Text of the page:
Pathogenic mechanism of recurrent mutations of SCN8A in epileptic encephalopathy

Jacy L. Wagnon, Bryan S. Barker, James A. Hounshell, Charlotte A. Haaxma, Amy Shealy, Timothy Moss, Sumit Parikh, Ricka D. Messer, Manoj K. Patel, Miriam H. Meisler

Research output: Contribution to journalArticlepeer-review

69 Scopus citations


Objective: The early infantile epileptic encephalopathy type 13 (EIEE13, OMIM #614558) results from de novo missense mutations of SCN8A encoding the voltage-gated sodium channel Nav1.6. More than 20% of patients have recurrent mutations in residues Arg1617 or Arg1872. Our goal was to determine the functional effects of these mutations on channel properties. Methods: Clinical exome sequencing was carried out on patients with early-onset seizures, developmental delay, and cognitive impairment. Two mutations identified here, p.Arg1872Leu and p.Arg1872Gln, and two previously identified mutations, p.Arg1872Trp and p.Arg1617Gln, were introduced into Nav1.6 cDNA, and effects on electrophysiological properties were characterized in transfected ND7/23 cells. Interactions with FGF14, G-protein subunit Gβγ, and sodium channel subunit β1 were assessed by coimmunoprecipitation. Results: We identified two patients with the novel mutation p.Arg1872Leu and one patient with the recurrent mutation p.Arg1872Gln. The three mutations of Arg1872 and the mutation of Arg1617 all impaired the sodium channel transition from open state to inactivated state, resulting in channel hyperactivity. Other observed abnormalities contributing to elevated channel activity were increased persistent current, increased peak current density, hyperpolarizing shift in voltage dependence of activation, and depolarizing shift in steady-state inactivation. Protein interactions were not affected. Interpretation: Recurrent mutations at Arg1617 and Arg1872 lead to elevated Nav1.6 channel activity by impairing channel inactivation. Channel hyperactivity is the major pathogenic mechanism for gain-of-function mutations of SCN8A. EIEE13 differs mechanistically from Dravet syndrome, which is caused by loss-of-function mutations of SCN1A. This distinction has important consequences for selection of antiepileptic drugs and the development of gene- and mutation-specific treatments.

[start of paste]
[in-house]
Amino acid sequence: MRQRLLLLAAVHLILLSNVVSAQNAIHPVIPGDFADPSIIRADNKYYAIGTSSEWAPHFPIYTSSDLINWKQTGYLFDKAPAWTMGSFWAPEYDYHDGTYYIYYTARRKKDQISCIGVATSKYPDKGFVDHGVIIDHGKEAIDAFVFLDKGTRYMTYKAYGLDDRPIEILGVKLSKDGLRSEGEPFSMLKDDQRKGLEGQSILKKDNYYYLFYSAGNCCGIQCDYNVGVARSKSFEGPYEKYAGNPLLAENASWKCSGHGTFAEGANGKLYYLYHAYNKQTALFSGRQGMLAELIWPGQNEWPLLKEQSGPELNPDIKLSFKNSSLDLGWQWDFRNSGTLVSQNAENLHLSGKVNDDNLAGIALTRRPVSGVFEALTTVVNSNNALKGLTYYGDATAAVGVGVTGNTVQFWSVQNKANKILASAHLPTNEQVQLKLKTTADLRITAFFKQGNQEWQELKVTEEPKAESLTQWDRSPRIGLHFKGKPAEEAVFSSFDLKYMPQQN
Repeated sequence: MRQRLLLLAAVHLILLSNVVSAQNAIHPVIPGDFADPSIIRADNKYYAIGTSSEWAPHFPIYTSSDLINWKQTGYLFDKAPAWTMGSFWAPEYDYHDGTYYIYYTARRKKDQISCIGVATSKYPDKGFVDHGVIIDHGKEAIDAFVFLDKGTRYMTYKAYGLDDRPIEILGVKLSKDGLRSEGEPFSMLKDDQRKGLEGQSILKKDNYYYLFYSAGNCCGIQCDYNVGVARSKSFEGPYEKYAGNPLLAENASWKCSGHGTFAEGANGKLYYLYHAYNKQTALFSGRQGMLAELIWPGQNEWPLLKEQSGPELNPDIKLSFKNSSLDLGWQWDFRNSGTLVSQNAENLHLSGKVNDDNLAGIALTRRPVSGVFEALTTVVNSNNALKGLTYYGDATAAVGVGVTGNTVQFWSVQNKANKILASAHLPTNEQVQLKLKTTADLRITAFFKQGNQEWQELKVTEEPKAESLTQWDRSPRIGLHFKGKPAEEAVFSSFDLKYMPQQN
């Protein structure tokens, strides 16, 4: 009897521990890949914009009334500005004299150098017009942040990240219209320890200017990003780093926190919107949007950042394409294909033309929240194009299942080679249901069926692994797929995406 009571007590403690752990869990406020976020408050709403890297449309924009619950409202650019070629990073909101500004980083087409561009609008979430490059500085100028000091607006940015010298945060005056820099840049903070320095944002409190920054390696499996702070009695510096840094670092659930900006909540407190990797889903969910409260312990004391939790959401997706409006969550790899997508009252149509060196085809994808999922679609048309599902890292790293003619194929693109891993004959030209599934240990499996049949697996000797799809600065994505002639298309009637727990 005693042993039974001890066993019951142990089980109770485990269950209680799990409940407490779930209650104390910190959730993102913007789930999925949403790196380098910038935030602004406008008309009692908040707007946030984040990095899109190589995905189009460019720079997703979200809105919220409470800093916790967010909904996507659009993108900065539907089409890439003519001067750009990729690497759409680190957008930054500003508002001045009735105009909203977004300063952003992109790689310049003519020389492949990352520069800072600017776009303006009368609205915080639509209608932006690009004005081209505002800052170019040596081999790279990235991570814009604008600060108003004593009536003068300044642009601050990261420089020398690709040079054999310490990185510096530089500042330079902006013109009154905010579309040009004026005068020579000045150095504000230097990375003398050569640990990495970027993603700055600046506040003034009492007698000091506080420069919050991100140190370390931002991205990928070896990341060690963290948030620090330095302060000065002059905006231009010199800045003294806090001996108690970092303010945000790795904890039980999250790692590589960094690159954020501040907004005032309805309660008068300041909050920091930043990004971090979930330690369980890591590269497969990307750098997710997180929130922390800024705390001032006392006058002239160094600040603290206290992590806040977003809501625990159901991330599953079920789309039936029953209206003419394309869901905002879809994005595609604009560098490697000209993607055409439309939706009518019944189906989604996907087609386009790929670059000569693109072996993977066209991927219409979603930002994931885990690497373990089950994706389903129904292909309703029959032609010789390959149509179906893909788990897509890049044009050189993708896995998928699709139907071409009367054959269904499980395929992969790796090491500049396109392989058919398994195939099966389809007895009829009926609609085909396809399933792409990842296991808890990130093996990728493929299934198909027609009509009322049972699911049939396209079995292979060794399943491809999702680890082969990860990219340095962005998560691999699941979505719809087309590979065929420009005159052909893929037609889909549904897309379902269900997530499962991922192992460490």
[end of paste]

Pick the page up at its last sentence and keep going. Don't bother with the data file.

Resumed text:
Original languageEnglish (US)
Pages (from-to)114-123
Number of pages10
JournalAnnals of Clinical and Translational Neurology
Issue number2
StatePublished - Feb 1 2016

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© 2016 American Neurological Association.


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